When considering whether to make a will, some people believe it would be an unnecessary expense on the basis that “everything goes to my children anyway.”
However, when an unmarried parent dies without having made a will, the person with the right to administer the estate is usually the surviving parent of the deceased’s minor children. This can cause huge difficulties for other family members if the parents of the child were no longer in a relationship.
Essentially, the remaining family members could be left in a position in which their deceased relative’s ex-partner has the ability to enter a property, collect in money and deal with assets of the estate including the deceased’s personal belongings such as clothes, jewellery and photographs.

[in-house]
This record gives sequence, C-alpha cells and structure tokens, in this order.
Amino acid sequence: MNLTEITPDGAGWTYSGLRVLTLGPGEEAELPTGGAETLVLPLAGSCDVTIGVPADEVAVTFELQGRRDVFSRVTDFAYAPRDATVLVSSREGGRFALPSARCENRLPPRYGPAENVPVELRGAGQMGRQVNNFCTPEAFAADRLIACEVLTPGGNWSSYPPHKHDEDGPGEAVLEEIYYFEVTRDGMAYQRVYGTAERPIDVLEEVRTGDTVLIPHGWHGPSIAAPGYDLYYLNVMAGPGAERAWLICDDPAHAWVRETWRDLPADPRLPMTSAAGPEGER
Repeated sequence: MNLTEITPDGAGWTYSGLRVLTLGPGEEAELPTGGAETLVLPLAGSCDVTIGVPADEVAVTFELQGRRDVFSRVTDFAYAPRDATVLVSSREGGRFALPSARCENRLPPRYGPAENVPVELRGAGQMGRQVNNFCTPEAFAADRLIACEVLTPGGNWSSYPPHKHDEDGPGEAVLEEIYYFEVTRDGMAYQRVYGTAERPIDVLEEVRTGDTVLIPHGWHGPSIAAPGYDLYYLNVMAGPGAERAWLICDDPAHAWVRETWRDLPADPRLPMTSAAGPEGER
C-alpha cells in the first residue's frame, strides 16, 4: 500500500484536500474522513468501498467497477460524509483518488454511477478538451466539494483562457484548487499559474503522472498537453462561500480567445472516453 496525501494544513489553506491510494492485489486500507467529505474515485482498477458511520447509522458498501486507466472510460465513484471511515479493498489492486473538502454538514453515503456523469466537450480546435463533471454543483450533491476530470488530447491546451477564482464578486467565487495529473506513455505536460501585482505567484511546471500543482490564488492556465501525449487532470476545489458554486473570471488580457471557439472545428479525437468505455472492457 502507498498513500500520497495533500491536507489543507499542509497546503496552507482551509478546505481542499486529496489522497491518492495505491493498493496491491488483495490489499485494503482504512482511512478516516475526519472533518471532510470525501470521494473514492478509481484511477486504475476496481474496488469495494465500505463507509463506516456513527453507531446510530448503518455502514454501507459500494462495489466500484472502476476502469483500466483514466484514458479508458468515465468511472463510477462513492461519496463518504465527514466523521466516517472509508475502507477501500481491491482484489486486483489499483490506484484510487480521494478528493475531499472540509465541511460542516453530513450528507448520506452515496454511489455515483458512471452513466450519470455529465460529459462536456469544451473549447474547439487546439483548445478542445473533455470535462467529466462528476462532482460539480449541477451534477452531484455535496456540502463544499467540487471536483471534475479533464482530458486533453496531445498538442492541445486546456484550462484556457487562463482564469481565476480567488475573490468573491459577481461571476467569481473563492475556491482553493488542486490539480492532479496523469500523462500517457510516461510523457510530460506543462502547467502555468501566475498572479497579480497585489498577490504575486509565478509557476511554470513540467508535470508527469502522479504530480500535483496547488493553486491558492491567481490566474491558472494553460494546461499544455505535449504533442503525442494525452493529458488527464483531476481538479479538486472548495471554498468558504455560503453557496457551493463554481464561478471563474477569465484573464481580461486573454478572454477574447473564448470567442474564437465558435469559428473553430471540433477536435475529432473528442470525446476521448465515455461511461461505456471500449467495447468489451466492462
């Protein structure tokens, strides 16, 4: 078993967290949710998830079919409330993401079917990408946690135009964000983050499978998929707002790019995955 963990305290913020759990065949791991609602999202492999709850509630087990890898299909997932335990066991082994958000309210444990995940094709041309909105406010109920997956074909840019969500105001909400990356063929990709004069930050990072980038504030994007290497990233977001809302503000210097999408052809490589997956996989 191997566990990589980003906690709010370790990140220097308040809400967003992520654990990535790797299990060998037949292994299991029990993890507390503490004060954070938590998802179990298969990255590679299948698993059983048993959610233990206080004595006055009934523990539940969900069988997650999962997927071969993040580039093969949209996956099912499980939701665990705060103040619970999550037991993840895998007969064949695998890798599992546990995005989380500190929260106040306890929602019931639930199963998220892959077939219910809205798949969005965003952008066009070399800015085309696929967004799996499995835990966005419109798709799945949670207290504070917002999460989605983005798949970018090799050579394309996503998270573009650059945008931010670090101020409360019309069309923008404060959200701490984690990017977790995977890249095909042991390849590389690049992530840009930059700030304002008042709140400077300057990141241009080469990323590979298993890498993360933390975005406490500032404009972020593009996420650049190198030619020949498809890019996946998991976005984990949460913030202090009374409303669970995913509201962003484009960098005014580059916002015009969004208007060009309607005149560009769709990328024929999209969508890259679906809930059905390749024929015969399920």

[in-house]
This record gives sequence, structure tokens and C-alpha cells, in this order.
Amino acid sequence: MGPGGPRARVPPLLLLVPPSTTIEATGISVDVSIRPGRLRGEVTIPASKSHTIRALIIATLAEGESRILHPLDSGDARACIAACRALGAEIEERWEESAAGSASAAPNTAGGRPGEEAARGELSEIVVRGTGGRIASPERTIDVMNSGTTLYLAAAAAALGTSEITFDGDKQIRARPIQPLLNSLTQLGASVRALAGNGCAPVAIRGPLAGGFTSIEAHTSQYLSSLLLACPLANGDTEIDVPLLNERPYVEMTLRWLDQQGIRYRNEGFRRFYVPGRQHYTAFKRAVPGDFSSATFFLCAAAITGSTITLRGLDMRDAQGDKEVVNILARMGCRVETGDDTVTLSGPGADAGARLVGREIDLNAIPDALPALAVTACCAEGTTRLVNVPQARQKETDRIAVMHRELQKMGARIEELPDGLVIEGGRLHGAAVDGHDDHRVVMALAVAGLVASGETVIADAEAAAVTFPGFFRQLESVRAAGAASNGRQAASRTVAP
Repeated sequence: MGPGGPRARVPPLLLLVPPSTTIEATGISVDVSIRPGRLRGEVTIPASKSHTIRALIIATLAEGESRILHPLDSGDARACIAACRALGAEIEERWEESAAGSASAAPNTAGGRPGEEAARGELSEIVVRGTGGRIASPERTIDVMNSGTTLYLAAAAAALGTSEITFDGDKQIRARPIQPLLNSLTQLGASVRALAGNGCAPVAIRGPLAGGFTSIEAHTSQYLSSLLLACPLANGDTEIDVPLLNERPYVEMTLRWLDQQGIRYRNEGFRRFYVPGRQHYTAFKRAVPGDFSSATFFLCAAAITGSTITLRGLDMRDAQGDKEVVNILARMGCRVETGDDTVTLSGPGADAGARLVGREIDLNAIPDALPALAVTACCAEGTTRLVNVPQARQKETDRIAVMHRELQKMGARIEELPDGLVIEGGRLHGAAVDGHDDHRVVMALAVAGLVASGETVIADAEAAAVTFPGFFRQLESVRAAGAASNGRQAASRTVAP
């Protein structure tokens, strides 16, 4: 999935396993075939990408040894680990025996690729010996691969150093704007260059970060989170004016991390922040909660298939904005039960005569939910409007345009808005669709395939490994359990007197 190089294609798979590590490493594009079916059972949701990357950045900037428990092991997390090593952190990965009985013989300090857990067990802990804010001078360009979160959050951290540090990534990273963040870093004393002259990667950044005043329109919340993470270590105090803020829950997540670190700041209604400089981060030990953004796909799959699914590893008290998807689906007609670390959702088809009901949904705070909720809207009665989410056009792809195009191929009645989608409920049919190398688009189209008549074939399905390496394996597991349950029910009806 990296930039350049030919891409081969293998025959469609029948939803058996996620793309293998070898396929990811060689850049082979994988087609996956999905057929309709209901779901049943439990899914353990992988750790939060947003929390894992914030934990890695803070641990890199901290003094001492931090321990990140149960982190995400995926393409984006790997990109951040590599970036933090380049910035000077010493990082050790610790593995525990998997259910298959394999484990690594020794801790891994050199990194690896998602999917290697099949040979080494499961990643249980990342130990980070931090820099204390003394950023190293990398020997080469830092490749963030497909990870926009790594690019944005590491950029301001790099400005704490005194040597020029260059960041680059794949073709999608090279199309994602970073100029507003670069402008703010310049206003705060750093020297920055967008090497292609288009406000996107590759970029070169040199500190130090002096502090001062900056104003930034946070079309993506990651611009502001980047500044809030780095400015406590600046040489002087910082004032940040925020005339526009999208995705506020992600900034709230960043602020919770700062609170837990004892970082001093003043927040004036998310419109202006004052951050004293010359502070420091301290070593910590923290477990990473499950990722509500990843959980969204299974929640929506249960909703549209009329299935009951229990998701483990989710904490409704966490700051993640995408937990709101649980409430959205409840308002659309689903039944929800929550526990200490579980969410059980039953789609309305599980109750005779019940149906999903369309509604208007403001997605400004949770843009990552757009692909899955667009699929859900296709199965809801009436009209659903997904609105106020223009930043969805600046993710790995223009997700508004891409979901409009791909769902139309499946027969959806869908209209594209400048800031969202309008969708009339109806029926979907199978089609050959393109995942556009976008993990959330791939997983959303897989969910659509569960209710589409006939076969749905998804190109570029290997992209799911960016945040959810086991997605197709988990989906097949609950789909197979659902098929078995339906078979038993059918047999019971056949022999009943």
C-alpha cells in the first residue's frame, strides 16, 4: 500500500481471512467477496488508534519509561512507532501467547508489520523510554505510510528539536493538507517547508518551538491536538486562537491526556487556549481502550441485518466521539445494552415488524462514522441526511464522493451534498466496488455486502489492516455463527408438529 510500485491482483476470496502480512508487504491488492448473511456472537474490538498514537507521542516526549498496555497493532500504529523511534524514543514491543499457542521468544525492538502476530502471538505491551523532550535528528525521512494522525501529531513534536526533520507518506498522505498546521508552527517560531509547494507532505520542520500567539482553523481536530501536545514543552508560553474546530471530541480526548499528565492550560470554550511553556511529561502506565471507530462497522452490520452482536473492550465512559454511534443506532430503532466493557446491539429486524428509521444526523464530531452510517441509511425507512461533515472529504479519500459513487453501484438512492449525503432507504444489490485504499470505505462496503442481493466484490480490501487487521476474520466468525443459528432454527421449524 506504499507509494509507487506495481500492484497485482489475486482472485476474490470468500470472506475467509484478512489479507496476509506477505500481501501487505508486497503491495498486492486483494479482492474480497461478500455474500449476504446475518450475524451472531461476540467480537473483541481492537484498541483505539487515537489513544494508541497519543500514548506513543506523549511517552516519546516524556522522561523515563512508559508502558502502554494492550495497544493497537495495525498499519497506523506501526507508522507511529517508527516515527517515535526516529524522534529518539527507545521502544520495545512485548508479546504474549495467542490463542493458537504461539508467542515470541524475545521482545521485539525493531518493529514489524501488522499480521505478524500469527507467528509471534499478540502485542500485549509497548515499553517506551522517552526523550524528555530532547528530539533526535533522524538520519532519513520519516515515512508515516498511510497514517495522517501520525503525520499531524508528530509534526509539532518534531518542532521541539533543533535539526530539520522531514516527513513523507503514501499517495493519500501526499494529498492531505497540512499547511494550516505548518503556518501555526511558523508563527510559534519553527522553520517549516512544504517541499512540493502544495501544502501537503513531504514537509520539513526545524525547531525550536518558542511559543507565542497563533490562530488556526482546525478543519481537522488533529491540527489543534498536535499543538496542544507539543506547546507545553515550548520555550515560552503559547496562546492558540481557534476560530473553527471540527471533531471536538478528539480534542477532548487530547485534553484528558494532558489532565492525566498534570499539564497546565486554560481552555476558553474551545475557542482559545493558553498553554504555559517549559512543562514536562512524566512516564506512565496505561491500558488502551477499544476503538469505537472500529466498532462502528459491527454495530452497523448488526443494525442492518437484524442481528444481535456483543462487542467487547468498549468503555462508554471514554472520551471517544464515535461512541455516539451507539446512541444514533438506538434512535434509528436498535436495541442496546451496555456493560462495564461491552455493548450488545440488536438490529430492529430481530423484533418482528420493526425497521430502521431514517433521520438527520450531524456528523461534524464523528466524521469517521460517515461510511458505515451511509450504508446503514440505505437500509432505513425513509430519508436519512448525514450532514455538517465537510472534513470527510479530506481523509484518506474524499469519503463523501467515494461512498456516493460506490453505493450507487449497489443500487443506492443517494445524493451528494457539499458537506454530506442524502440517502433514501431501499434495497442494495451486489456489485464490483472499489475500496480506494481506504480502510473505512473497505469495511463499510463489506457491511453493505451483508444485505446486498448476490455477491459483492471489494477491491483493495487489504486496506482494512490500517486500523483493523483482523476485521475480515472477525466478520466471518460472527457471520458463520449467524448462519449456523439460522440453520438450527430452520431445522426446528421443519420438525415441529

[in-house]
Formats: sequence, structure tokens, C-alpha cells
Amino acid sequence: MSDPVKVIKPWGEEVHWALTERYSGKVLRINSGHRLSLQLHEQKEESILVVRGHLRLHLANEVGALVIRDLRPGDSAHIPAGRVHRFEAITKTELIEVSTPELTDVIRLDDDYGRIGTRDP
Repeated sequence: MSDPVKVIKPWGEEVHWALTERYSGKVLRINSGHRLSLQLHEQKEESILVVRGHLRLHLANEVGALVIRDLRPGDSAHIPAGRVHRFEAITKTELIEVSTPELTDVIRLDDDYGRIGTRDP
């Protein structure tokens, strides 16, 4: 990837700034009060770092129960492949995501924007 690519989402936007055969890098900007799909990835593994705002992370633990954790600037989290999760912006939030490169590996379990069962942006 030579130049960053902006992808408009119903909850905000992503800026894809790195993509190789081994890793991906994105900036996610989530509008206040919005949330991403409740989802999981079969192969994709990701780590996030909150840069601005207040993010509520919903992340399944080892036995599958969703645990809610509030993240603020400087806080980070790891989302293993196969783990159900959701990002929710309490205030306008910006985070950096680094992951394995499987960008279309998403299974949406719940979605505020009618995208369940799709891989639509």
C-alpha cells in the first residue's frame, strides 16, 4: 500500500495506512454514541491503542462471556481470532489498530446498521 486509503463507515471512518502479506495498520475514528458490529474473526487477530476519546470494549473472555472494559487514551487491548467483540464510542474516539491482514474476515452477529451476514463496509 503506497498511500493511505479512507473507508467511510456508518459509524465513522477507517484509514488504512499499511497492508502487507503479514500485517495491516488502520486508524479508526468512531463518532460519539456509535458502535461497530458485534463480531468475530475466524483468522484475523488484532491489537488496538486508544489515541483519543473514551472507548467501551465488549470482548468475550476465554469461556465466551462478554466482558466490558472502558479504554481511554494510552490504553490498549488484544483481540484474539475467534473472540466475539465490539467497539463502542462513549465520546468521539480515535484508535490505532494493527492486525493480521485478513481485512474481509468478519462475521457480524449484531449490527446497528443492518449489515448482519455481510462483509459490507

In these circumstances difficulties could arise if family members seek to have a memento of the person who has passed away, such as an item which might have sentimental value. As administrator of the estate, the ex-partner could refuse to allow any items to be passed to family members other than the children.
In addition, the ex-partner could issue proceedings against other family members for delivery up of any items belonging to the deceased which they might hold.
Therefore, to minimise the risk of these types of disputes arising, it is always better to make a will to appoint an executor to deal with your estate, especially if you have children from a previous relationship.